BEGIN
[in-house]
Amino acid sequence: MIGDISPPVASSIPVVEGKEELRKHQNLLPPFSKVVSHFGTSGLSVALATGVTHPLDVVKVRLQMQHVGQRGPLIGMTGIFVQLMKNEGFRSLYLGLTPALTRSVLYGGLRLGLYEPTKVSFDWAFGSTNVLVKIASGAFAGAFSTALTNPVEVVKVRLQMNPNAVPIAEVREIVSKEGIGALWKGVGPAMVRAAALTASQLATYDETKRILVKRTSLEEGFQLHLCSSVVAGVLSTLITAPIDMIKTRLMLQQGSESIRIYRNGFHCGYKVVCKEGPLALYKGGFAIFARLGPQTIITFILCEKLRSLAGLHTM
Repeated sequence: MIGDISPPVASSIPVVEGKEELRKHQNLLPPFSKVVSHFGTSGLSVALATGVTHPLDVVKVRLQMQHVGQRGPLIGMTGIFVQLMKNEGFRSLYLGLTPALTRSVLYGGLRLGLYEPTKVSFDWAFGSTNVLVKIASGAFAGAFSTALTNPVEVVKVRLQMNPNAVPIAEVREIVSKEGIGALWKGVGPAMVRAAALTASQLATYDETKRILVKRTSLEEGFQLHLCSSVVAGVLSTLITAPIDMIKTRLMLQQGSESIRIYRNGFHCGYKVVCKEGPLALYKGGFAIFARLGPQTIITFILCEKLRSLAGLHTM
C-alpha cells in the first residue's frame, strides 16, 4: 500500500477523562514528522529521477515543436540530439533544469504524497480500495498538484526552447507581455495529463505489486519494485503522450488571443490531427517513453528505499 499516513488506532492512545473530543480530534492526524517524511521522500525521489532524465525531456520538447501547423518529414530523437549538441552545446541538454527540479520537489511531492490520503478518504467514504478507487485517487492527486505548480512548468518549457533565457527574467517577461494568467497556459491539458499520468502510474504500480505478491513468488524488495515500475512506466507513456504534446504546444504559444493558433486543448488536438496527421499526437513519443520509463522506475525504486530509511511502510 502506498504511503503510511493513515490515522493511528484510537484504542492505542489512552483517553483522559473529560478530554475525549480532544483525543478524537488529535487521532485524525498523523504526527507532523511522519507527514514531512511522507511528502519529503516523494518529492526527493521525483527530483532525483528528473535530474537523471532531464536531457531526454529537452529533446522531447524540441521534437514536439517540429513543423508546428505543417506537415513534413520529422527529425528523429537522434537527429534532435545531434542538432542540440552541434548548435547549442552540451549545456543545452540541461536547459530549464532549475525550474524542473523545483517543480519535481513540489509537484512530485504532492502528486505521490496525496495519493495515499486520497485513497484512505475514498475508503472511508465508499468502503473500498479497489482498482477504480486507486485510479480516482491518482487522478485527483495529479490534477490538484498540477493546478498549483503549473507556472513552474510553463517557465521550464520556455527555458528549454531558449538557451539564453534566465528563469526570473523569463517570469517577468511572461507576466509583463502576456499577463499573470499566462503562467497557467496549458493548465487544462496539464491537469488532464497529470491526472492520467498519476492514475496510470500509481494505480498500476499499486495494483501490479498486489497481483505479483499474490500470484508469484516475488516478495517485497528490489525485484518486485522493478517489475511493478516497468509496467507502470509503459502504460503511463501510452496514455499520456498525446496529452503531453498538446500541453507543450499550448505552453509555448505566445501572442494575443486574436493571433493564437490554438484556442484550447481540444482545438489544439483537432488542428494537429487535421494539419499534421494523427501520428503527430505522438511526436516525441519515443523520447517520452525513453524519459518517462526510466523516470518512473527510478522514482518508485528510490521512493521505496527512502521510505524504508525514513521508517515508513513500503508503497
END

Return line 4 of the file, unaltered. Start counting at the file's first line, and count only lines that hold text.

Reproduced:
C-alpha cells in the first residue's frame, strides 16, 4: 500500500477523562514528522529521477515543436540530439533544469504524497480500495498538484526552447507581455495529463505489486519494485503522450488571443490531427517513453528505499 499516513488506532492512545473530543480530534492526524517524511521522500525521489532524465525531456520538447501547423518529414530523437549538441552545446541538454527540479520537489511531492490520503478518504467514504478507487485517487492527486505548480512548468518549457533565457527574467517577461494568467497556459491539458499520468502510474504500480505478491513468488524488495515500475512506466507513456504534446504546444504559444493558433486543448488536438496527421499526437513519443520509463522506475525504486530509511511502510 502506498504511503503510511493513515490515522493511528484510537484504542492505542489512552483517553483522559473529560478530554475525549480532544483525543478524537488529535487521532485524525498523523504526527507532523511522519507527514514531512511522507511528502519529503516523494518529492526527493521525483527530483532525483528528473535530474537523471532531464536531457531526454529537452529533446522531447524540441521534437514536439517540429513543423508546428505543417506537415513534413520529422527529425528523429537522434537527429534532435545531434542538432542540440552541434548548435547549442552540451549545456543545452540541461536547459530549464532549475525550474524542473523545483517543480519535481513540489509537484512530485504532492502528486505521490496525496495519493495515499486520497485513497484512505475514498475508503472511508465508499468502503473500498479497489482498482477504480486507486485510479480516482491518482487522478485527483495529479490534477490538484498540477493546478498549483503549473507556472513552474510553463517557465521550464520556455527555458528549454531558449538557451539564453534566465528563469526570473523569463517570469517577468511572461507576466509583463502576456499577463499573470499566462503562467497557467496549458493548465487544462496539464491537469488532464497529470491526472492520467498519476492514475496510470500509481494505480498500476499499486495494483501490479498486489497481483505479483499474490500470484508469484516475488516478495517485497528490489525485484518486485522493478517489475511493478516497468509496467507502470509503459502504460503511463501510452496514455499520456498525446496529452503531453498538446500541453507543450499550448505552453509555448505566445501572442494575443486574436493571433493564437490554438484556442484550447481540444482545438489544439483537432488542428494537429487535421494539419499534421494523427501520428503527430505522438511526436516525441519515443523520447517520452525513453524519459518517462526510466523516470518512473527510478522514482518508485528510490521512493521505496527512502521510505524504508525514513521508517515508513513500503508503497